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Monday 31 December 2012

It’s Forward …if slowly…into 2013

At 11.00 am on 30th of December with the turning of the last page of “Bring up the Bodïes” Thomas Cromwell finally released me. I felt myself fortunate to have got away with all my body parts intact save the aching Foot. Not many who came across him were quite so lucky.
After his darkly compelling world I was glad too that the sun was shining, the birds were singing and that I could see the first striped leaves of a crocus struggling through.  But as I come up for air I also, selfishly, hope that Hilary Mantel is deeply closeted with the Tudors writing his next chapter. It can’t come soon enough.

I have also been released from my crutches. Shuffling replaces tapping. So now my progress, if slow, is at least silent. The Foot is gradually easing back into being a functioning thing. The painful toe stabbing demons are still visiting as the long incision begins to heal and tightened tendons and muscles are stretched. But it IS progress.

Today I made a small drawing, not an interior as a kind reader suggested but three tiny eggs. My Christmas card” last year (see First Snow) showed some snow covered nest boxes. They came with the house and in the spring we cleaned them out and put them up in hope of some takers. Blue tits came and were busy for a while but for one reason or another they left. We have magpies, we have visiting cats, there are cars and circling birds of prey. So many things that could disrupt an early nest.  And then there is just life, death and misfortune.

Earlier in December we took the box down and inside were 3 tiny eggs. It was poignant but, sentimentally, I like to think they found another quieter place and raised another brood.  The nest was a bundle of grass, moss and some vibrant day-glow fibres which makes me think a neighbour has a closet 1970’s dressing habit.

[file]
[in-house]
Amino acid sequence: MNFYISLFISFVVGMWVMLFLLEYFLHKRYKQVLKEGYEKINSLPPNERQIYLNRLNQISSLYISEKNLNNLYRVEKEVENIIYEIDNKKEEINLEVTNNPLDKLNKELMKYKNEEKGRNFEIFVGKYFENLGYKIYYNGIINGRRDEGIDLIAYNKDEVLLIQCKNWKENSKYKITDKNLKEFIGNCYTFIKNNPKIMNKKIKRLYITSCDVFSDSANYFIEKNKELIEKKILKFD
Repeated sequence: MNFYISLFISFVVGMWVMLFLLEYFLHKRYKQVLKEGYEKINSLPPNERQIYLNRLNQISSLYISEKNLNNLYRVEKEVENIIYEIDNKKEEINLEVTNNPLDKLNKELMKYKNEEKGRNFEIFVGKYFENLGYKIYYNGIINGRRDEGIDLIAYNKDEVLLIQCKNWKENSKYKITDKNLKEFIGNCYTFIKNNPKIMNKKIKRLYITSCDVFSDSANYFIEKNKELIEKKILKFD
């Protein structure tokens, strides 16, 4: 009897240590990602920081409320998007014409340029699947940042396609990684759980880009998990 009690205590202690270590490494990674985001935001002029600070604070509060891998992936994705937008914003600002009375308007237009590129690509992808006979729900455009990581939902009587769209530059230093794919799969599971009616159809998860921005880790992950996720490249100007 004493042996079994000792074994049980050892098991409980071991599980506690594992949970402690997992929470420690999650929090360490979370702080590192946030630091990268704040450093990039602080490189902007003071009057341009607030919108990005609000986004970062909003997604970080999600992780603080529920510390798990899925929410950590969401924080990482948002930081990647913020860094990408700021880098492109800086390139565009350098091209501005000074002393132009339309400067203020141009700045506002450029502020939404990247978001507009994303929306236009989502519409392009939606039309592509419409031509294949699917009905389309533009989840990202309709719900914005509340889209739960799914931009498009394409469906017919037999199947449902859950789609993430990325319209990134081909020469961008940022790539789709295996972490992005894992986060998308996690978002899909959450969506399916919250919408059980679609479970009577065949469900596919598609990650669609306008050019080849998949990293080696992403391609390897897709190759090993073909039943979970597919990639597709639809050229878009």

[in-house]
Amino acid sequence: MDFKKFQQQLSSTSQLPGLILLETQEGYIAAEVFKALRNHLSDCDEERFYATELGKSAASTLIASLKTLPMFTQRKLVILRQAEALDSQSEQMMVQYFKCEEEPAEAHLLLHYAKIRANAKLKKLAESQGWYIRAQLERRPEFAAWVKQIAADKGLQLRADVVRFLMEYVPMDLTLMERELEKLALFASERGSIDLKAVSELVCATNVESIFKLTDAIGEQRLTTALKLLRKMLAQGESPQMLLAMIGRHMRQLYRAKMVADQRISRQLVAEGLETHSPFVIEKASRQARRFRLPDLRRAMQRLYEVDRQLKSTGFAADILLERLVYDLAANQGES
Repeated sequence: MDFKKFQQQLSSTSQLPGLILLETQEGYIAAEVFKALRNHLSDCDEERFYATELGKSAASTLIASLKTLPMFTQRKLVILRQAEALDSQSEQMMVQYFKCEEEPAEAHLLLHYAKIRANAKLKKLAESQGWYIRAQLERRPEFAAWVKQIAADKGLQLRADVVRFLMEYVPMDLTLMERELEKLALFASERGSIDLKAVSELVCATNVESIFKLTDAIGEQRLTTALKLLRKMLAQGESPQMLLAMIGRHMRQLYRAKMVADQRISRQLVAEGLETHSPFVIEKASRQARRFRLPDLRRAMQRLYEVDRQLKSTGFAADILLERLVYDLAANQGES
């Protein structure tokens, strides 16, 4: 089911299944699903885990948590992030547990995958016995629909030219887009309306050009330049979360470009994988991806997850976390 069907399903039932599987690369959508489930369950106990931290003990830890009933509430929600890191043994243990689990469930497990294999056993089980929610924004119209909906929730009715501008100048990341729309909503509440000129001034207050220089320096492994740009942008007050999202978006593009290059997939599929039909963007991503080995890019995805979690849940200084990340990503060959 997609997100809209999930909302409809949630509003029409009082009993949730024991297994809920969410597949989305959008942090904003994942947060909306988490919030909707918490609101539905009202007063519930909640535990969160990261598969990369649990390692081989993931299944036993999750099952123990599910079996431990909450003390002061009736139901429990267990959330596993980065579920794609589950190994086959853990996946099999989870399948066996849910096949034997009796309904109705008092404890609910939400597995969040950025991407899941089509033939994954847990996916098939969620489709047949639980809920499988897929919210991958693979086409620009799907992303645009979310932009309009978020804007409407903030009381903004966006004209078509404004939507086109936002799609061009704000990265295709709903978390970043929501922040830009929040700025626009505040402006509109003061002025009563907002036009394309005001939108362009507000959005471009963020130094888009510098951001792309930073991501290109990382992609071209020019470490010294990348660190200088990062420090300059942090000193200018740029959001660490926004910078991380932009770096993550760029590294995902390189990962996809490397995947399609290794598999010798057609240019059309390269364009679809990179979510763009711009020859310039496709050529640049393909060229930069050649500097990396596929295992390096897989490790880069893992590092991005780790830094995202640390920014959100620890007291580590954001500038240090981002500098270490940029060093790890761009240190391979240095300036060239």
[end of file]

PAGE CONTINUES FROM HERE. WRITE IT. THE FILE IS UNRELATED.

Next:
The little eggs have been on the kitchen windowsill nestling beside a head of garlic on a pretty saucer and waiting to be sketched. I wonder at their tiny size.


Three little eggs .. a symbol, if you like, or an encouragement to the coming of new life and a new year. I have always thought that making a drawing of something gives it another “go” at life, another possibility of existing in a different dimension.  We will put the boxes up again and keep our fingers crossed.

And so it’s forward, if slowly, into spring and into summer; to painting, drawing, printing and hopefully, walking.
May your muses be many, attentive and cheerful.
A Very Happy New Year to you all.

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Saturday 22 December 2012

Walking Notes reviewed and resumed..

Within the rectangular confines of the Ugly Bungalow I stumble around on my crutches bumping the sides like a bee in a box.  
Through the rectangular bedroom window the days spin by. Sometimes I feel as though I am pinned to the centre of an old fashioned revolving zoetrope or repeat screenings of Koyaanisqatsi, but life in a village is not quite that exciting. 
I mark my days by the coming and going of the light and the dark, by the rain and the sun, by the frequencies of cars and birds. The “outside” comes in occasionally and then leaves.

Yesterday, I looked through my Walking Notes,  started on an auspicious day in the Summer. A preoccupation then was the time of dawn and dusk and the shortening days. On this, another auspicious day, marking the turning year and welcoming the beginning of lengthening days, it seemed the perfect time to resume.

I know I can’t actually walk yet but my busy brain has been out there,  trotting up and down the road, along the shore line and through the wood. Ideas and thoughts are still floating in and out and some could do with being nailed to the page or they will drift away.

Today’s hobble only took me to the kitchen window. I watched the blackbird pecking at the old apple I had thrown out for him.  My note for today:

It’s raining. Reports of flooding in West. In garden every receptacle that can hold water is full, pond overflowing. Cooked last bramley apples from Dads tree. Smell of late summer. Blackbirds love the peelings. From today, days get longer, Sunup 8.04, Sunset 15.54, tomorrow will be just a few seconds longer.. not much.. but it’s a start….

And a sketch..

bbird apple bg

Blackbird and apple in the rain 22nd Dec 2012..  not much but its a start :)

The past walking notes are interesting to look back on. Snippets of life feelings, colours and images. Without the subject actually in front of you, you are left with simplified impressions sifted through memory. Sometimes, from a creative point of view those are easier to deal with than the muddle of reality.